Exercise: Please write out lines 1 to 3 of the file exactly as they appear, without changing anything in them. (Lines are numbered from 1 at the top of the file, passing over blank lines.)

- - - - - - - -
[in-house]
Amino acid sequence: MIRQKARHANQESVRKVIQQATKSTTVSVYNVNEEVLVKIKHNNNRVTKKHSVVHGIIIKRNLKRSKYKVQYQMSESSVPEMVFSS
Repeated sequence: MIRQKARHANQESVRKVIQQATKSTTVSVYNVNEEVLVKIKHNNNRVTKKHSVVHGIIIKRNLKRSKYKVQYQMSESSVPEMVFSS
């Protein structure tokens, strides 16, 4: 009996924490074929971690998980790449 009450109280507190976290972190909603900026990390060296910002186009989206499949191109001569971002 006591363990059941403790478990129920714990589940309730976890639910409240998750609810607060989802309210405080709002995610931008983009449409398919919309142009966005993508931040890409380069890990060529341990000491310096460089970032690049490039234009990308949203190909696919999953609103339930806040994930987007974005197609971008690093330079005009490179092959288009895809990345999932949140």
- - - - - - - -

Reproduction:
[in-house]
Amino acid sequence: MIRQKARHANQESVRKVIQQATKSTTVSVYNVNEEVLVKIKHNNNRVTKKHSVVHGIIIKRNLKRSKYKVQYQMSESSVPEMVFSS
Repeated sequence: MIRQKARHANQESVRKVIQQATKSTTVSVYNVNEEVLVKIKHNNNRVTKKHSVVHGIIIKRNLKRSKYKVQYQMSESSVPEMVFSS